Timeline

15 Feb 18

Infilling of damaged areas

After cleaning the surface of the damask and the gold fillet, it was possible to infill the most damaged areas of the hangings using dyed silk. The damage here was caused mostly from insects, particularly moths, as well as from light damage and tension. Strips of dyed silk were prepared with Beva film (an adhesive film activated by heat) and inserted underneath the loose damask. In other, more damaged areas, further silk was fitted behind the missing areas and sealed around the edges with the adhesive film. After a few more days of treatment, the final stage of adding conservation netting to the lower edge of the west wall was completed. The netting protects the damaged and weaker areas of the damask, ready for the paintings to be cleaned and rehung.

Infilling of damaged areas

04 Apr 18

Restoring the paintings

The paintings in the cabinet were given a general check up to make sure they were structurally safe and sound. This included checking the painting and the backing of the canvas. Paintings that were previously conserved in the 1990s had conservation backboards added which caused an increase in dust build up and were removed. The frames were dusted with a pony hair brush and a museum vac. Paintings where the surface itself was dirty needed to be rubbed gently with a damp cotton bud and in some cases, a fresh coat of varnish was applied.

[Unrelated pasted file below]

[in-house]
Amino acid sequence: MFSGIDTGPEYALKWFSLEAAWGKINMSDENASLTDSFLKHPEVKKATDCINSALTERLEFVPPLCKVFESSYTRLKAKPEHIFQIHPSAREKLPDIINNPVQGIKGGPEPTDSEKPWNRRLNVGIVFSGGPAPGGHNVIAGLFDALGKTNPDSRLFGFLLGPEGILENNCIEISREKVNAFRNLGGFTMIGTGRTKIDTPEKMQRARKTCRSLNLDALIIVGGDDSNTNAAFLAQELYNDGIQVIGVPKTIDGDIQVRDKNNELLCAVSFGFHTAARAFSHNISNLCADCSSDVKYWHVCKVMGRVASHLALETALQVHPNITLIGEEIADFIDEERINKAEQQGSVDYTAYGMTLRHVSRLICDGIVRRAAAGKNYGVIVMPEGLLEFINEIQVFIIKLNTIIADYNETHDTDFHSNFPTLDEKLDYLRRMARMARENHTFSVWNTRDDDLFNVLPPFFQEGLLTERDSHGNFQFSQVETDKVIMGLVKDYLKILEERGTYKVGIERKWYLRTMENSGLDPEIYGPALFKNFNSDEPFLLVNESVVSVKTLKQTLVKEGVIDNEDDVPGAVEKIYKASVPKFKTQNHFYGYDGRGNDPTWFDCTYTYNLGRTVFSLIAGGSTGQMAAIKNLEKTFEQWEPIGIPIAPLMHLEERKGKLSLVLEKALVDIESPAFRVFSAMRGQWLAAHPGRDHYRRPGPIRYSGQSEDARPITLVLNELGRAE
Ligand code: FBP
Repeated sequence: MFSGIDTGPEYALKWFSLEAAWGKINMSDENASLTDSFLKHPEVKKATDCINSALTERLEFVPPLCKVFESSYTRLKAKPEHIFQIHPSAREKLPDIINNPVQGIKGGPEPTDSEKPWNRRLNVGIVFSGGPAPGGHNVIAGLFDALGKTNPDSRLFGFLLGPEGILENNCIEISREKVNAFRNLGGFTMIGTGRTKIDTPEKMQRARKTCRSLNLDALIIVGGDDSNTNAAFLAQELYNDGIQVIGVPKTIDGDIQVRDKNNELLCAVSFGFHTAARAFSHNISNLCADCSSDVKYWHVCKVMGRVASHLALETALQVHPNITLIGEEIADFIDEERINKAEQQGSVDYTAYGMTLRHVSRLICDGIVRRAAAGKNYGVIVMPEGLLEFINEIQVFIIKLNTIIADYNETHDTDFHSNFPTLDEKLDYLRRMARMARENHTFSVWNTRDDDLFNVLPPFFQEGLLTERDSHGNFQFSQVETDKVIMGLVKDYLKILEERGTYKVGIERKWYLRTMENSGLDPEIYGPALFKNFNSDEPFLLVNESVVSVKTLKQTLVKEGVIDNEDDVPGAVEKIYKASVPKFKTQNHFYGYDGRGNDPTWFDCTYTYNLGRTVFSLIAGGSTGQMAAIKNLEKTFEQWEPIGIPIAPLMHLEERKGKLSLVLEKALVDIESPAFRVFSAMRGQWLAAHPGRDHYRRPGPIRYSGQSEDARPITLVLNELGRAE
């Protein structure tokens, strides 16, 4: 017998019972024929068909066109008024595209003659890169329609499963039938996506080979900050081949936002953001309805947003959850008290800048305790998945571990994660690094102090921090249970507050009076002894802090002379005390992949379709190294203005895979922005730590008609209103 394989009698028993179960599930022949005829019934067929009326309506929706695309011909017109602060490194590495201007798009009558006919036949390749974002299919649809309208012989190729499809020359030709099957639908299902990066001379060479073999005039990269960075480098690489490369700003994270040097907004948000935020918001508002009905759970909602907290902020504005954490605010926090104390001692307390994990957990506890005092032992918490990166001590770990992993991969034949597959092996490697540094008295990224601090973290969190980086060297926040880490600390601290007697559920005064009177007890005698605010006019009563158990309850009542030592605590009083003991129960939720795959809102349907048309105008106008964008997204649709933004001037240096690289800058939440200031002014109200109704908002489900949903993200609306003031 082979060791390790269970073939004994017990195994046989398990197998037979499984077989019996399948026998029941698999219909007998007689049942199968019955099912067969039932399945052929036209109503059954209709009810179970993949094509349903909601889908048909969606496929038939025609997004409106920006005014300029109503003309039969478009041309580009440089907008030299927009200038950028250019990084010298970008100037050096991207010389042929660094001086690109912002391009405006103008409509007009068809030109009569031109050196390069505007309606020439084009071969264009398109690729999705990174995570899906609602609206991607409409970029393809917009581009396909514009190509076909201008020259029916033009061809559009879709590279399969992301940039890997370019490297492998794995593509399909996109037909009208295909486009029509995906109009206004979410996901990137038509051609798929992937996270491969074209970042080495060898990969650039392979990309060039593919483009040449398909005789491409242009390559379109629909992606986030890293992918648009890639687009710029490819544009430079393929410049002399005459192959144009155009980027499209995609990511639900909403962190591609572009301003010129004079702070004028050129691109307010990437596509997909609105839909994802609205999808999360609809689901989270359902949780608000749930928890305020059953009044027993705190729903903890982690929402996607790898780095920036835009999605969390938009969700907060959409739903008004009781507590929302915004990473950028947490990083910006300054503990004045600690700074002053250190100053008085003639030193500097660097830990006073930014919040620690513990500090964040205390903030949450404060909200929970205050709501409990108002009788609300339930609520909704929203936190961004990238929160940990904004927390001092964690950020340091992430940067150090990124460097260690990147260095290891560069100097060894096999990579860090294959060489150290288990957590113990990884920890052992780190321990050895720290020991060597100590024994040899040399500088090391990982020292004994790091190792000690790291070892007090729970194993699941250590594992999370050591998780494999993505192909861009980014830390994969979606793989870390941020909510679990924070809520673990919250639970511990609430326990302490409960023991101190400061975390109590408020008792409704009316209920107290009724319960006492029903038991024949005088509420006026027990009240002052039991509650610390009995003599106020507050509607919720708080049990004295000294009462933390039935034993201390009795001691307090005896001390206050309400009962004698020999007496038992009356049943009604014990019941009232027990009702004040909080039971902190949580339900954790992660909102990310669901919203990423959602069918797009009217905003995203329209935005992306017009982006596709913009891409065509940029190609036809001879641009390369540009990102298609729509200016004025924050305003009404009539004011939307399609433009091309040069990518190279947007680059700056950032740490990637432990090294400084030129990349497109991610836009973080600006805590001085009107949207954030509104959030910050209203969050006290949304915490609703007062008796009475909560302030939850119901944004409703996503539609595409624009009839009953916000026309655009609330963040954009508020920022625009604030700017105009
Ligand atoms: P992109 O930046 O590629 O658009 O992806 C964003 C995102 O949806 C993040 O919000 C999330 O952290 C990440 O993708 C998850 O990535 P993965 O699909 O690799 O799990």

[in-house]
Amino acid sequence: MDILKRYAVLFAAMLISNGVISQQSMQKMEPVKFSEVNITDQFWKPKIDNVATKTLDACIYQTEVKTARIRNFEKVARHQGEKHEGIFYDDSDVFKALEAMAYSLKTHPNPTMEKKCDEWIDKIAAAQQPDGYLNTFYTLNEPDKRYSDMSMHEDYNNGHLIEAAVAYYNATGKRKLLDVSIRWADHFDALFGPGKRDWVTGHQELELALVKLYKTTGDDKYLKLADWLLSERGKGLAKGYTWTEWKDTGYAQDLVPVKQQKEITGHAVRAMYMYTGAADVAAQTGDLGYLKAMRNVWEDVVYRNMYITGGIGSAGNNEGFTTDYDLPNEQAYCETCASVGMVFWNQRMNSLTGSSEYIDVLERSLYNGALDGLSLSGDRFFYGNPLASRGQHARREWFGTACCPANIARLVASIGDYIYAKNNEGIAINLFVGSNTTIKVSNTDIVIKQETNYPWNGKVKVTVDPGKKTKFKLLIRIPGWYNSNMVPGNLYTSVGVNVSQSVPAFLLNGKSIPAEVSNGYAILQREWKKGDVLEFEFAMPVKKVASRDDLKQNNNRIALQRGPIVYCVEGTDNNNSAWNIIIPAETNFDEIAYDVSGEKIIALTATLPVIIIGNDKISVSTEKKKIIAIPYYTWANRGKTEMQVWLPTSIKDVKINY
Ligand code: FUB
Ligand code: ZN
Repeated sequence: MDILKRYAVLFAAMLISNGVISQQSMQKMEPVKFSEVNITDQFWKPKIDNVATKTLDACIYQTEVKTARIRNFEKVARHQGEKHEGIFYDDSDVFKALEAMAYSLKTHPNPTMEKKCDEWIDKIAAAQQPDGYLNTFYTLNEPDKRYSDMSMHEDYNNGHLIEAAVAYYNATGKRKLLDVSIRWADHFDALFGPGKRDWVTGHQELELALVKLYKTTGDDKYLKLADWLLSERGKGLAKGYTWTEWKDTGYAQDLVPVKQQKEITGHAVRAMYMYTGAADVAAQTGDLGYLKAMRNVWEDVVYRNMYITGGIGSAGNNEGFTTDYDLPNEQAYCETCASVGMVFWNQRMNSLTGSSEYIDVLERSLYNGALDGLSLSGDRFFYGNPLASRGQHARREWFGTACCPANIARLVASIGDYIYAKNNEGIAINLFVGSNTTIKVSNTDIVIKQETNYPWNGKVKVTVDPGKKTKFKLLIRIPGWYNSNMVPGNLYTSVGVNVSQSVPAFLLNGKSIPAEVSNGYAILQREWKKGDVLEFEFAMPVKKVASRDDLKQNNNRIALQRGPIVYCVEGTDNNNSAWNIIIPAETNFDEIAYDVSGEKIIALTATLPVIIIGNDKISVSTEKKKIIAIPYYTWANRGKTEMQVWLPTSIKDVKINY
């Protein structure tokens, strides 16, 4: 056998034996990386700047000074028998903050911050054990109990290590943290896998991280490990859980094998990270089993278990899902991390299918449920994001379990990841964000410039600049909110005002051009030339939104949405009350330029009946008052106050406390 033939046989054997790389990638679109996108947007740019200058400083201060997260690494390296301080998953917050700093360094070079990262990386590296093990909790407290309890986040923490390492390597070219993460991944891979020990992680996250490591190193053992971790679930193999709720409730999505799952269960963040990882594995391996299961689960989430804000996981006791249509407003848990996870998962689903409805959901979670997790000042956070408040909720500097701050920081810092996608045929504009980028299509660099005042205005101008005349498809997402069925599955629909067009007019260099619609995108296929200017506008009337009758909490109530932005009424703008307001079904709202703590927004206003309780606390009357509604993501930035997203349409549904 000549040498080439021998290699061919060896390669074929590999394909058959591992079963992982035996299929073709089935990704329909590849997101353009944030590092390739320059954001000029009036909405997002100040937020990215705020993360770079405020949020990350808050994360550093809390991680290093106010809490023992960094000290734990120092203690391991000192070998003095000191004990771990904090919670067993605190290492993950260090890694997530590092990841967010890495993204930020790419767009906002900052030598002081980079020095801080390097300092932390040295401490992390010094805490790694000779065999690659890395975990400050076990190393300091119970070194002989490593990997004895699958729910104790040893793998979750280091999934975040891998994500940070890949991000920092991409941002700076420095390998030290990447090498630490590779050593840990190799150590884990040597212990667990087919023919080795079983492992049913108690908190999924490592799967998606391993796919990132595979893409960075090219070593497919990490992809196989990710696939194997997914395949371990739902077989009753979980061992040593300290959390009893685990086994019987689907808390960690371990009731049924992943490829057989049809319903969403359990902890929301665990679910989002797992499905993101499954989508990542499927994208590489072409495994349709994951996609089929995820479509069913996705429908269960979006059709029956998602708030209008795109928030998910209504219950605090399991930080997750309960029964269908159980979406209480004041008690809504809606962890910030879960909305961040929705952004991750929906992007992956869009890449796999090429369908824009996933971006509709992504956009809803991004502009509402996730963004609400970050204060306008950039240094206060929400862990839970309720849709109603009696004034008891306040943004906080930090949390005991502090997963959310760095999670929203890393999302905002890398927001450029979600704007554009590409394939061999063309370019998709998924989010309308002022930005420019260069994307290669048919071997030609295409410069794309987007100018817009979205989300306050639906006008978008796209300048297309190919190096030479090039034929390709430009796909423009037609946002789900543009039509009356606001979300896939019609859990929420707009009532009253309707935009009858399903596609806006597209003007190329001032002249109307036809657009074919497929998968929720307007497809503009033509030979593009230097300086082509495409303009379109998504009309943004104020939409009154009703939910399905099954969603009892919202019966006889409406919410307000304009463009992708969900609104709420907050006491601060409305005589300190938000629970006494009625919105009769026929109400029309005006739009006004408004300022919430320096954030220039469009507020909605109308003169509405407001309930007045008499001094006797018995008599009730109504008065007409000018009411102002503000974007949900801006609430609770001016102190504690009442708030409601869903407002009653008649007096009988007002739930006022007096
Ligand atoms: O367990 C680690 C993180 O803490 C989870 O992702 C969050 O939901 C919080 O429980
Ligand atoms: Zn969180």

Painting conservation

01 Jul 18

Furniture sent away for conservation work

The gilt games table and giltwood and marble top pier table were removed from storage to be sent off for conservation work. This included structural work and cosmetic improvement to the oxidised bronze paint. Unfortunately for the pier table, a piece of the giltwood scrollwork broke off during transportation back to us. This meant conservators had to travel down in order to reattach the broken piece using rabbit-skin glue.

Giltwood games table in the Cabinet Room at Felbrigg